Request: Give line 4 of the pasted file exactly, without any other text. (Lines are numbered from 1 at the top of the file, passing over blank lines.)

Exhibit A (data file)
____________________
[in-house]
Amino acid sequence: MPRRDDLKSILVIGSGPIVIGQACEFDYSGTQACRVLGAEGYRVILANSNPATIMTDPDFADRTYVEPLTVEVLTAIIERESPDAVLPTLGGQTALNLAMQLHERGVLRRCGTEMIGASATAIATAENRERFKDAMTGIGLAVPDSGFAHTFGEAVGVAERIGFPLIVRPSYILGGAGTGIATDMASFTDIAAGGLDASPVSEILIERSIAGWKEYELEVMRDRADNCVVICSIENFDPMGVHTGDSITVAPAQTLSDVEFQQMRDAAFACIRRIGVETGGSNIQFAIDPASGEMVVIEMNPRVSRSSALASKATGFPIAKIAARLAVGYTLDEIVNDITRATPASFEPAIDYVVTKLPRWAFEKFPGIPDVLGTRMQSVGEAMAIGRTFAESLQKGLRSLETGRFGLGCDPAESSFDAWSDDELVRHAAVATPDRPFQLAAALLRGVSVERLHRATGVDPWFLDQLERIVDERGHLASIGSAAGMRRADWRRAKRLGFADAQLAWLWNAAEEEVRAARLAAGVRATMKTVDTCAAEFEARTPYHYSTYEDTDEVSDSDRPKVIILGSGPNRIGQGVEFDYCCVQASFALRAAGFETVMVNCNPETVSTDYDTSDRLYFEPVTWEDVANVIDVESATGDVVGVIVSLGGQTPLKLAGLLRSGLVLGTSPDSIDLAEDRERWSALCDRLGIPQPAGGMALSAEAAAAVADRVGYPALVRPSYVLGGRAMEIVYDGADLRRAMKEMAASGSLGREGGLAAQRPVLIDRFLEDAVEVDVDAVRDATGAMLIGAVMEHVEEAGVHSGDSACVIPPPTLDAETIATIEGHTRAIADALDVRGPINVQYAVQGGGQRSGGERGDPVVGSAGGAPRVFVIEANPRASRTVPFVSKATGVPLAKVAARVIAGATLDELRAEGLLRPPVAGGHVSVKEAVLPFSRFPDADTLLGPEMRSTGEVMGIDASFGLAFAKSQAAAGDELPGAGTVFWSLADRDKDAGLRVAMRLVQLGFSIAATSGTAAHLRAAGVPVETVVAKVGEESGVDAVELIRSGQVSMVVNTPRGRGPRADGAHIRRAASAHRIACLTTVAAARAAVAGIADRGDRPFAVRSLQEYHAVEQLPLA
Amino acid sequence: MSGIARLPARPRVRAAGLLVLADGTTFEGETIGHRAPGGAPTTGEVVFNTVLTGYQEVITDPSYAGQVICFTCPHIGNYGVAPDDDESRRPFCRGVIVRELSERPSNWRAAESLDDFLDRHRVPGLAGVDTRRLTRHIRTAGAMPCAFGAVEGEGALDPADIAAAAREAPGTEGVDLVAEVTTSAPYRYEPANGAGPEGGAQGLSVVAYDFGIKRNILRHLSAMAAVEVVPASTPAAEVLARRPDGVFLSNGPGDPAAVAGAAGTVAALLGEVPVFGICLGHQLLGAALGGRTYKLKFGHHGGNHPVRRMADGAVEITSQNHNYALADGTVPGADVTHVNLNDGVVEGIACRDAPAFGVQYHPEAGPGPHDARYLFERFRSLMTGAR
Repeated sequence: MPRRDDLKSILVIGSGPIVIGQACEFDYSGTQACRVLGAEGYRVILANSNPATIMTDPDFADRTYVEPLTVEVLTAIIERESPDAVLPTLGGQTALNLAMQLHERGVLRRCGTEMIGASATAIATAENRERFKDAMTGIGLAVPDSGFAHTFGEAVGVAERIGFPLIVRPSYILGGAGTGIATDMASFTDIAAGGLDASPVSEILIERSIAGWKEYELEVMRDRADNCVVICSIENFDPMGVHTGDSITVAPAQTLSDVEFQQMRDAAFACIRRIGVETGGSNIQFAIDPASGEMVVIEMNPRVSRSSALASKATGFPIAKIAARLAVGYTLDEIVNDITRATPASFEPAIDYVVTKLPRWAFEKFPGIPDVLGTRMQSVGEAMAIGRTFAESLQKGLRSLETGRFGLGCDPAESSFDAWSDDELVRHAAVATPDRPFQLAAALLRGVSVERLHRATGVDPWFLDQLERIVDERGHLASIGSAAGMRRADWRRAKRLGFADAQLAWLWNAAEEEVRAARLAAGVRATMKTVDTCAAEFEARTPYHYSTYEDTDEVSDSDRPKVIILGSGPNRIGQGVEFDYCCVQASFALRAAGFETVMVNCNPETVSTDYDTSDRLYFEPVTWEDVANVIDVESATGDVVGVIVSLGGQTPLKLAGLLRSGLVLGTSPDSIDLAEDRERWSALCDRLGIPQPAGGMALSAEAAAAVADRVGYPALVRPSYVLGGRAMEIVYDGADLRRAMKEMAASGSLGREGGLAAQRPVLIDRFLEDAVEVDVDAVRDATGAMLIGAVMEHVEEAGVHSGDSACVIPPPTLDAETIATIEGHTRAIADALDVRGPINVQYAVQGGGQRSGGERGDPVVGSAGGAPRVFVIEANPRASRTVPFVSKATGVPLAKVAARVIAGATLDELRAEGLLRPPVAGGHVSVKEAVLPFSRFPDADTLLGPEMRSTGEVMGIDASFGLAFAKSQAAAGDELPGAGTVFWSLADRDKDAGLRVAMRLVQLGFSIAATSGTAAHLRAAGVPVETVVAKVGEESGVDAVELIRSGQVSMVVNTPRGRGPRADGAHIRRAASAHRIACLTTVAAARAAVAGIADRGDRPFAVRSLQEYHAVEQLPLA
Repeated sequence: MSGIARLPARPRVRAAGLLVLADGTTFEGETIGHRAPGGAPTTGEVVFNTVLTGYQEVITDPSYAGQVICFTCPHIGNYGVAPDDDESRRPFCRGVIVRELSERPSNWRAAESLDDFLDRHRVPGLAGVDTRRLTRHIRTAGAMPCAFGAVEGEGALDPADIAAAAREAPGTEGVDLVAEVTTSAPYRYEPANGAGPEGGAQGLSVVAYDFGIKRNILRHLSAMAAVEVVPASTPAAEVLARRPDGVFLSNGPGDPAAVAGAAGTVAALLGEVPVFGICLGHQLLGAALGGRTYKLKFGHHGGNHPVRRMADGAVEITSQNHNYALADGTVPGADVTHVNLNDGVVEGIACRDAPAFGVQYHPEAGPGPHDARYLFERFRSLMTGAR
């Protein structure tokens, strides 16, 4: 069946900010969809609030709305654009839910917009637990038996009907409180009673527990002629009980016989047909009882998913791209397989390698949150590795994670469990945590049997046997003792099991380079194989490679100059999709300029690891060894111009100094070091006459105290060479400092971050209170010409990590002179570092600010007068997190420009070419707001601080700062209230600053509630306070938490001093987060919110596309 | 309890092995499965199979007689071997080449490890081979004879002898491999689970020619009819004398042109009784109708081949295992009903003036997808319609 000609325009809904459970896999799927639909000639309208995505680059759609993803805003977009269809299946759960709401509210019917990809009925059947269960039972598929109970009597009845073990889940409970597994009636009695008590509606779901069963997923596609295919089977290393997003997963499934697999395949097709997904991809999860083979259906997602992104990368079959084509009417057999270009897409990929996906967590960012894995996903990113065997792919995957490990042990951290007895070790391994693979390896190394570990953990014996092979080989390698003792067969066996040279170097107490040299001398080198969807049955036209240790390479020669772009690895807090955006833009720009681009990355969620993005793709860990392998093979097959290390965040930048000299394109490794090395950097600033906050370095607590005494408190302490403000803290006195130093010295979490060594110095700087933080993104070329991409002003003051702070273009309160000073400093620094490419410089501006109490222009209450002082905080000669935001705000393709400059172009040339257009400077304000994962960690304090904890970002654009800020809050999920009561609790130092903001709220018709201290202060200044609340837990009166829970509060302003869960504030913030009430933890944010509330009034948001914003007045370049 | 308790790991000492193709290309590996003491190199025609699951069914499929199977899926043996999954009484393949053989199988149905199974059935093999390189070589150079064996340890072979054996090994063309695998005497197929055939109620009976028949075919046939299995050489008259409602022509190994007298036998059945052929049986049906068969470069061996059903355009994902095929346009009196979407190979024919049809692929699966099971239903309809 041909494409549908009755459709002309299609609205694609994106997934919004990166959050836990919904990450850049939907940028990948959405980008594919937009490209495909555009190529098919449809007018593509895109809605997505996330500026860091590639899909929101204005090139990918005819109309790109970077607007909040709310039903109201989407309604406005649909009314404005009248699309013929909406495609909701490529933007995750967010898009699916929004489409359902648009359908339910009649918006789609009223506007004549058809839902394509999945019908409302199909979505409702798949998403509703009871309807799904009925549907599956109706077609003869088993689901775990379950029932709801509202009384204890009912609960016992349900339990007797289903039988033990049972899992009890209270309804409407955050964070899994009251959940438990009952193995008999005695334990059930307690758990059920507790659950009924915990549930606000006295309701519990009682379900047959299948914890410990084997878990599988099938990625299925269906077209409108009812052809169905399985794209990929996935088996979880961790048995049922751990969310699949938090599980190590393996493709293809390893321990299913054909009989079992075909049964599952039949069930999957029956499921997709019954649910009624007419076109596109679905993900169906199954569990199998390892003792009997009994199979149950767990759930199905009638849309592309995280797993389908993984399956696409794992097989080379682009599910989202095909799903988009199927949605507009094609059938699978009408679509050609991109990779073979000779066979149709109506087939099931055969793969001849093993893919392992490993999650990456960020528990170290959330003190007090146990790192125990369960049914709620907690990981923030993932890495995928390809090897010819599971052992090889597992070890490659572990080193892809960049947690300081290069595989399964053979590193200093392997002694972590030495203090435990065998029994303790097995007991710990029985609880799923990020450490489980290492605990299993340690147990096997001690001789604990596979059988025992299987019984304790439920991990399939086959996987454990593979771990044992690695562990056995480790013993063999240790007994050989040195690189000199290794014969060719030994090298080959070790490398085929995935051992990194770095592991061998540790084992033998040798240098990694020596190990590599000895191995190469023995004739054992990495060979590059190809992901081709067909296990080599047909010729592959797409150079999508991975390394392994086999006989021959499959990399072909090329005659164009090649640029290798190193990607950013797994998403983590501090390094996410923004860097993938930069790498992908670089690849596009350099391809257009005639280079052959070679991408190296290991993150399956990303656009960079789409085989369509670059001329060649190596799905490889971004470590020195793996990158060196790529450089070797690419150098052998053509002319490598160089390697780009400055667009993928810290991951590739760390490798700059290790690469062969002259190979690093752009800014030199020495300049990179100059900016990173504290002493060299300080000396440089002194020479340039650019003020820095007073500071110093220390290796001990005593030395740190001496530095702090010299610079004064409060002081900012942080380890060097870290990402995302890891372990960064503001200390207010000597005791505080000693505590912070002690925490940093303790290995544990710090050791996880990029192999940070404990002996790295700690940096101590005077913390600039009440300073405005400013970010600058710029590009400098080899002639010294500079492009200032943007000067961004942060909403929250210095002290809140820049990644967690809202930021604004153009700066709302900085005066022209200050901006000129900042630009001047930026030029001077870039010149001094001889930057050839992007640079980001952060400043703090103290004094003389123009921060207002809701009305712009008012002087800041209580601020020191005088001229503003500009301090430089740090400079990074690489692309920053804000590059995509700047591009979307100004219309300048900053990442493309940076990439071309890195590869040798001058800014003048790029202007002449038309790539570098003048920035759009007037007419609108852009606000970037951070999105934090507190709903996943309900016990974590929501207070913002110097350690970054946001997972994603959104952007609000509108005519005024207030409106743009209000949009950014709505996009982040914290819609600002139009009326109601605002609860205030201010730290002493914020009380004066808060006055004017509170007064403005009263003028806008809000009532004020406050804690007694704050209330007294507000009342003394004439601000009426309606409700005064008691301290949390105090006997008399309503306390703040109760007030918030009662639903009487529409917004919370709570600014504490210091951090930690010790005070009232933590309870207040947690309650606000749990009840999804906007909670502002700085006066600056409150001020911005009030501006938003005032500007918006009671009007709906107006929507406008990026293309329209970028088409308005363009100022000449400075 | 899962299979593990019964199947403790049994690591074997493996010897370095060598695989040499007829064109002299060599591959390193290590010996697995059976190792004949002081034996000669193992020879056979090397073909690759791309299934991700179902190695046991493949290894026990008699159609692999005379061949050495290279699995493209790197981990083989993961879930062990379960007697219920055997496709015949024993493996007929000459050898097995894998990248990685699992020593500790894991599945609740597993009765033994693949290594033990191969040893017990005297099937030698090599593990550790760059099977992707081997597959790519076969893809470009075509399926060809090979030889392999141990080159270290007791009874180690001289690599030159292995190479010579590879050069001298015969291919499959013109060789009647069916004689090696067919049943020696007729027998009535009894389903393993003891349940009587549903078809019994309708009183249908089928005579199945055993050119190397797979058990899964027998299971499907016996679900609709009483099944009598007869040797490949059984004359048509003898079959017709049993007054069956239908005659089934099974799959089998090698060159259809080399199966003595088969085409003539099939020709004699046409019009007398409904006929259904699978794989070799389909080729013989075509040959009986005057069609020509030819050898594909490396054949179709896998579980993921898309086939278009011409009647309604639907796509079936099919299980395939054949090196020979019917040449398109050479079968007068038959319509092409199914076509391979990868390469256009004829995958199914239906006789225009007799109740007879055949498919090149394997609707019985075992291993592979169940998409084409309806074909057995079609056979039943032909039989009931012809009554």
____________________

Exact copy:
Repeated sequence: MPRRDDLKSILVIGSGPIVIGQACEFDYSGTQACRVLGAEGYRVILANSNPATIMTDPDFADRTYVEPLTVEVLTAIIERESPDAVLPTLGGQTALNLAMQLHERGVLRRCGTEMIGASATAIATAENRERFKDAMTGIGLAVPDSGFAHTFGEAVGVAERIGFPLIVRPSYILGGAGTGIATDMASFTDIAAGGLDASPVSEILIERSIAGWKEYELEVMRDRADNCVVICSIENFDPMGVHTGDSITVAPAQTLSDVEFQQMRDAAFACIRRIGVETGGSNIQFAIDPASGEMVVIEMNPRVSRSSALASKATGFPIAKIAARLAVGYTLDEIVNDITRATPASFEPAIDYVVTKLPRWAFEKFPGIPDVLGTRMQSVGEAMAIGRTFAESLQKGLRSLETGRFGLGCDPAESSFDAWSDDELVRHAAVATPDRPFQLAAALLRGVSVERLHRATGVDPWFLDQLERIVDERGHLASIGSAAGMRRADWRRAKRLGFADAQLAWLWNAAEEEVRAARLAAGVRATMKTVDTCAAEFEARTPYHYSTYEDTDEVSDSDRPKVIILGSGPNRIGQGVEFDYCCVQASFALRAAGFETVMVNCNPETVSTDYDTSDRLYFEPVTWEDVANVIDVESATGDVVGVIVSLGGQTPLKLAGLLRSGLVLGTSPDSIDLAEDRERWSALCDRLGIPQPAGGMALSAEAAAAVADRVGYPALVRPSYVLGGRAMEIVYDGADLRRAMKEMAASGSLGREGGLAAQRPVLIDRFLEDAVEVDVDAVRDATGAMLIGAVMEHVEEAGVHSGDSACVIPPPTLDAETIATIEGHTRAIADALDVRGPINVQYAVQGGGQRSGGERGDPVVGSAGGAPRVFVIEANPRASRTVPFVSKATGVPLAKVAARVIAGATLDELRAEGLLRPPVAGGHVSVKEAVLPFSRFPDADTLLGPEMRSTGEVMGIDASFGLAFAKSQAAAGDELPGAGTVFWSLADRDKDAGLRVAMRLVQLGFSIAATSGTAAHLRAAGVPVETVVAKVGEESGVDAVELIRSGQVSMVVNTPRGRGPRADGAHIRRAASAHRIACLTTVAAARAAVAGIADRGDRPFAVRSLQEYHAVEQLPLA